Admiral Byrd was a famous polar explorer, one which the U.S. government awarded the Medal of Valor to for his expeditions and discoveries. You can bet that one of the tools Admiral Byrd always took with him was a decent knife, one which could clean fish and field-dress any wild game he and his troop of explorers caught for food. When you buy Byrd knives (so named for the famous explorer), you can do many of the things he probably did, but there are also several things you should not do with your folding blade knives. Here are just a few things you should not do with your knives and why.
Never Use the Knives to Slice Through Packing Tape
While the multiple thick layers of packing tape on your packages may be obnoxious to try and rip through, you should never resort to using your folding or pocket knives to cut the tape. The adhesives on many types of packing tape can stick to the blades, gumming them up and dulling them. Trying to clean the adhesive gunk off your knives can lead to more problems, since most adhesive removers can damage the blades and pit them. If you need something sharp to cut through the packing tape on your packages, use scissors or a key, which will poke big enough holes in the tape that you can then remove it by hand.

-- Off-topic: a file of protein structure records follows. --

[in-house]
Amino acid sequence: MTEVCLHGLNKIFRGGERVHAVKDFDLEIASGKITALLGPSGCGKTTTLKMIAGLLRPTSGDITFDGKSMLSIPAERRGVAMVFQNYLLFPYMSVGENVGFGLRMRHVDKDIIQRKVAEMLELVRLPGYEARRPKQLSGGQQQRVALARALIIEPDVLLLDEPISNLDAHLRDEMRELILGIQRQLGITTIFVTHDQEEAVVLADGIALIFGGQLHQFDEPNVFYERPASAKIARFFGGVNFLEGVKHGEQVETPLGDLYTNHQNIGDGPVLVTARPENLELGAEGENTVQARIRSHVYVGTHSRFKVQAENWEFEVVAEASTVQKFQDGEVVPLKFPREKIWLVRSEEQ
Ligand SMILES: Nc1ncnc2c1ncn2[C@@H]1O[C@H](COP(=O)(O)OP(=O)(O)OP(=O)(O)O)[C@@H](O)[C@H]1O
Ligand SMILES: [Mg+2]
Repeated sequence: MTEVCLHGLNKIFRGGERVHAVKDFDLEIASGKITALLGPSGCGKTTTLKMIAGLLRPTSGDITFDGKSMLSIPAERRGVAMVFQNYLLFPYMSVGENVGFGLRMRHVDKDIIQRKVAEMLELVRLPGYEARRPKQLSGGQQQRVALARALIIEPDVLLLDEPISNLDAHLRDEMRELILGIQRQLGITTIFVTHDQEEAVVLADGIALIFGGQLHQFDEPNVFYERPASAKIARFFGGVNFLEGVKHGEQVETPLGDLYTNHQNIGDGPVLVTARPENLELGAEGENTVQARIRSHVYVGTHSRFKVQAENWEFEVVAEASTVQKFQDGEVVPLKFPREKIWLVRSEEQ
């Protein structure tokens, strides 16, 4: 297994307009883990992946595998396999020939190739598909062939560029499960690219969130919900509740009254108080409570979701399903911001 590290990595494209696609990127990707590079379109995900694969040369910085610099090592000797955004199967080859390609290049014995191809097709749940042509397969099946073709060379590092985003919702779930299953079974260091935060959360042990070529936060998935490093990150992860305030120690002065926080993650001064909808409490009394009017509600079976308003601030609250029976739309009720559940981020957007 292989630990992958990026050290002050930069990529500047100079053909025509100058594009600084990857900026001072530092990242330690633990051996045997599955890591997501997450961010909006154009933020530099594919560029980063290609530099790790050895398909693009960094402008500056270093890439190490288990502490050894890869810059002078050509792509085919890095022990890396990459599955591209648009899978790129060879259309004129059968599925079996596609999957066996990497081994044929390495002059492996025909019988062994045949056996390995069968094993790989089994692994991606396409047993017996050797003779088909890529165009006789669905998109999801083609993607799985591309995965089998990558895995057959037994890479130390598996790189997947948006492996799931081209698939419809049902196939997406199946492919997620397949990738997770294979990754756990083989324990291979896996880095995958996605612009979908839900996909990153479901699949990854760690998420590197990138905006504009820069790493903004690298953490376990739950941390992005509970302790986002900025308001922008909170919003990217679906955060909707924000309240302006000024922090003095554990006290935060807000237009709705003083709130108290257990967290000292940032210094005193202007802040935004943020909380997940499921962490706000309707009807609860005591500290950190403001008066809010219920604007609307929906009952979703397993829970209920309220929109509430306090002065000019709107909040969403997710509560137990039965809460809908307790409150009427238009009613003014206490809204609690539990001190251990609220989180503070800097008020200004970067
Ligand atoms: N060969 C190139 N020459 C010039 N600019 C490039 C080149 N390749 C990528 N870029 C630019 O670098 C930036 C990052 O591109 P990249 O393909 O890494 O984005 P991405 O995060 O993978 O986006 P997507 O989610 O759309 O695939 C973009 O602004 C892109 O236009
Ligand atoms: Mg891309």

Never Use Household Cleaners and Water to Clean Your Knife
Many household cleaners contain chemicals that can eat through the protective finish on these kinds of knives. This exposes little areas on the knives to rust and/or corrosion. Also, you should never repeatedly submerge or leave your knife in water. While a lightly damp cloth to clean off the blade once in a while is okay, you do not want to make the blade consistently wet. Between the water and the household cleaners, you can completely ruin these kinds of knives, and then they'll become unusable and potentially more of a risk to your health if they slip and cut you.
Never Use Anything Other Than a Whetstone to Sharpen Your Blades
It is much smarter to have a professional sharpen your knives, but if you really want to sharpen your knives yourself, never use anything else but a whetstone. Hacking or scraping the blade of your knife on granite or some other hard, jagged stone will only scratch the blade up and not have the desired sharpening effect. Then you not only have a dull blade, but you also have one that looks as though someone continually tried to smash it with a rock, too.